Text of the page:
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Many physicians are at odds with workers compensation claims management professionals over how to best navigate a long-standing but evolving process used to get injured workers well and back to work: utilization reviews.
Disagreements over the effectiveness of elements of the utilization review process, which insurers say ensures they only cover medically necessary drugs and treatments, can slow down treatment and keep workers off the job for longer, experts say.
Utilization reviews, which have been around for decades, are more frequently being mandated, and several states have introduced drug formularies and treatment schedules. The process requires a back and forth between doctors and claims handlers, involving documentation and imaging in some cases, to monitor care such as drugs, tests, surgery and physical therapy.
Workers comp insurers, third-party administrators and pharmacy benefits managers have grappled with the introduction of new utilization review processes for the past several years. For instance, California implemented its medical treatment utilization schedule in 2018, and New York this year introduced a program to electronically streamline utilization reviews among providers and claims handlers.
In addition, according to reports compiled by the National Council on Compensation Insurance, 15 states have in place closed-drug formularies that require prior authorizations. Many formularies and prior authorization processes were put in place due to the opioid crisis, rising medical costs and poor outcomes among injured workers, among other reasons.
Doctors, though, have long decried such prior authorization measures.
According to a survey of 1,001 doctors conducted in December 2022 by the American Medical Association, 80% said advance treatment approvals have led to early treatment abandonment, 31% said that prior authorization criteria — many of which are in place due to state regulations or parameters set by individual insurers — are “rarely or never evidence-based,” and 64% said authorization requests have led to “ineffective” initial treatments.
“It’s very frustrating because when you’re an (occupational injury) doc and you know that you’re following the science, all this does is provide a delay for getting the person better,” said Dr. Douglas Martin, medical director of the Center for Neurosciences, Orthopaedics & Spine Occupational Medicine in Sioux City, Iowa, who sees about 55 workers comp patients a week.
Dr. Martin serves as a medical examiner for several entities, including the Nebraska Worker’s Compensation Court and is president of the American College of Occupational & Environmental Medicine, whose guidelines were used to help craft the California drug and treatment formulary. He said there’s much frustration among physicians when it comes to getting approvals for sound and timely evidence-based care.
Many delays occur when it comes to physical therapy requests and can cause injuries to worsen or have significantly delayed recovery, he said.
Industry experts say they understand the problems that can arise but assert that utilization reviews go a long way in ensuring adequate care and return to work.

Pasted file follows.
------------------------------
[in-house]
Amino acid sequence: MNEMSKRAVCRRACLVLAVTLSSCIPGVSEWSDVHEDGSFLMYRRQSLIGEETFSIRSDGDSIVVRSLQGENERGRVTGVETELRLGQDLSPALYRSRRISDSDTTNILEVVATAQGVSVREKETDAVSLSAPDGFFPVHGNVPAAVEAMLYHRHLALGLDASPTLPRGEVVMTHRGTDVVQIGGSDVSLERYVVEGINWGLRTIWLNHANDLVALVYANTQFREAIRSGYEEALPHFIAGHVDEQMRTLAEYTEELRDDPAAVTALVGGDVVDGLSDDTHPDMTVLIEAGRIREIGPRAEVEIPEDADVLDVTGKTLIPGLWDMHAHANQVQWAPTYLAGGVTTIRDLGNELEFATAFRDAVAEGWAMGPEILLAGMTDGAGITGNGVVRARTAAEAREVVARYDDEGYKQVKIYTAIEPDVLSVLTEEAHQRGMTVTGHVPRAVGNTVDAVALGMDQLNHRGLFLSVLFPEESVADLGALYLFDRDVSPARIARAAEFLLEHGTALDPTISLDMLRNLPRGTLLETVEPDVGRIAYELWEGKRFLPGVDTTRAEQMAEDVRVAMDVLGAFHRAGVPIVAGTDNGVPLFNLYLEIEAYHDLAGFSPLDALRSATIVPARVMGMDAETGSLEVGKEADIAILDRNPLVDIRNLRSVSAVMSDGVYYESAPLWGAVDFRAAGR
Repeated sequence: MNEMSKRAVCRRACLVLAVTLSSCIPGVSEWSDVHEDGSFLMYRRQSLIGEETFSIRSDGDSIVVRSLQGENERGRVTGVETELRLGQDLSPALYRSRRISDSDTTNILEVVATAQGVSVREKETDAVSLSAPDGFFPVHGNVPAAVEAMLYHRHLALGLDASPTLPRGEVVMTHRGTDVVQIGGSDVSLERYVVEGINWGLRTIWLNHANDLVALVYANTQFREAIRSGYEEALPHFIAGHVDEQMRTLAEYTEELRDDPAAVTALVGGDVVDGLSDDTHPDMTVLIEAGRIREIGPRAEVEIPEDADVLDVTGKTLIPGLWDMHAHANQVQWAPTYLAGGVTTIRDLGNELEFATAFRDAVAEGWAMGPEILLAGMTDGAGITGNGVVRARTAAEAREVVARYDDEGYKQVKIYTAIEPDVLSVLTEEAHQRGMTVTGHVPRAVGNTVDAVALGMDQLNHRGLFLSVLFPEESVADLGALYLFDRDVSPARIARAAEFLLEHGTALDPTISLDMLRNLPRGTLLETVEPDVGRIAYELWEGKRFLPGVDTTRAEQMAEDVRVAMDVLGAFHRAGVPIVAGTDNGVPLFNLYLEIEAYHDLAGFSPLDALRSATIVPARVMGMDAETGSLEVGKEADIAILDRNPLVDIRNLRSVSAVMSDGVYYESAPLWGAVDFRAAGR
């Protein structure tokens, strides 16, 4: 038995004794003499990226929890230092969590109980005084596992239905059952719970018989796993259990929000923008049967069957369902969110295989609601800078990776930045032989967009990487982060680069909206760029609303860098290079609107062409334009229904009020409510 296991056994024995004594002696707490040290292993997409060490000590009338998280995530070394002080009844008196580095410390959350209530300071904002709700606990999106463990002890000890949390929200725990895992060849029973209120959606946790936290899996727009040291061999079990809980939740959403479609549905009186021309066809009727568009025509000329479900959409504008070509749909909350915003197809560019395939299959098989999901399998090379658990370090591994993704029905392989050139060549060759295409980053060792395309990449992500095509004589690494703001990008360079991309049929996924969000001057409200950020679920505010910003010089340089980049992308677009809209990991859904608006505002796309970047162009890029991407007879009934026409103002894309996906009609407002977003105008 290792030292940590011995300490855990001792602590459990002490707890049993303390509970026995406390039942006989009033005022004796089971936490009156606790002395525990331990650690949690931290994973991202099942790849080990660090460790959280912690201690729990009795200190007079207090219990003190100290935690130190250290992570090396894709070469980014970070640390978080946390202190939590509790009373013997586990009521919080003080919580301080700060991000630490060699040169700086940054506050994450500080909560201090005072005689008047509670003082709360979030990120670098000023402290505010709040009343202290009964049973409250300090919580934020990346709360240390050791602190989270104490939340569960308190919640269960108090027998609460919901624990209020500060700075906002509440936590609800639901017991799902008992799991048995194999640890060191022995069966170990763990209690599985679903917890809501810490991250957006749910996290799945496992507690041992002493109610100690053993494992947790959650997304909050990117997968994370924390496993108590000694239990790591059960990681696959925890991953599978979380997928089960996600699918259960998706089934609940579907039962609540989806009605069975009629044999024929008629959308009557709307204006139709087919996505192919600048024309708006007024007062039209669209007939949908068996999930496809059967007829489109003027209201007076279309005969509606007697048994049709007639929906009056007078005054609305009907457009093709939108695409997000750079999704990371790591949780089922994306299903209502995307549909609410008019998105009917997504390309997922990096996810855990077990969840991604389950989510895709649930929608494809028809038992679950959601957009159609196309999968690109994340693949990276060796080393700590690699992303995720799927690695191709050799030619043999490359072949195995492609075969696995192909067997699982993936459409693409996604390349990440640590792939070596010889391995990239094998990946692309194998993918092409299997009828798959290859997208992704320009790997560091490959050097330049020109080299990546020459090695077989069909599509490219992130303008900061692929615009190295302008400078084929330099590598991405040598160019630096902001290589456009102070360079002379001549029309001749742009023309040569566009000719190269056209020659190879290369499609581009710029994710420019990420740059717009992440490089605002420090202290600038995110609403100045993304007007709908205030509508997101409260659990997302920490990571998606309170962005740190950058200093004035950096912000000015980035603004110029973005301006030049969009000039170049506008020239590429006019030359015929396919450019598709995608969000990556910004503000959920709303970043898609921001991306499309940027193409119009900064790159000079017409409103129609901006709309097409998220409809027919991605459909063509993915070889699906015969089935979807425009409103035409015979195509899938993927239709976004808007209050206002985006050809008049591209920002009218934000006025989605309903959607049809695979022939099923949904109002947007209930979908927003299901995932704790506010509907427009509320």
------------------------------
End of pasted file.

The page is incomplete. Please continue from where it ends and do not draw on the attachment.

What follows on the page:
“We see evidence-based medicine as a tool to make sure that the employees are getting the right care at the right time, with the overall goal of getting the employee back to work to the pre-injury status,” said Leah Sharp, Franklin, Tennessee-based senior vice president with GBCARE, a unit of Gallagher Bassett Services Inc. “We don’t see it as necessarily a drag on the system; it’s care that is managed. We’re making sure that the employees are getting the right care.”
Ben Roberts, Duluth, Georgia-based vice president of utilization reviews for Genex Services, an Enlyte LLC company, said access to information on patients is often the first issue to resolve.
“Among the biggest challenges with slowing down the utilization review process are really around the completeness of the information that’s provided,” he said.
Clinical utilization review teams evaluate the medical necessity and reasonableness of treatments against evidence-based guidelines and the guidelines often have very specific requirements about what needs to be present for an approval, Mr. Roberts said.
“Delays come into play when insufficient information is provided,” he said.
Experts say educating physicians on the process is part of the solution.
Changes in documentation processes in states like California and New York can be a challenge for physicians, Ms. Sharp said.
“It’s a scenario where it’s a culture shift,” Ms. Sharp said. “If doctors take the time to learn the guidelines or understand how to put them into practice, they will see a lot less frustration than they currently do.”
Technology is also part of the answer, said Silvia Sacalis, a Tampa, Florida-based licensed pharmacist and vice president of clinical services for Healthesystems LLC.
“Some of the delays are due to challenges with workflow design and the manual turnaround of information,” she said.
More automation could streamline the process of transmitting information that is relevant and needed for utilization reviews, Ms. Sacalis said.
A scathing report on one of the country’s largest workers compensation programs highlighted the importance of utilization reviews, according to experts.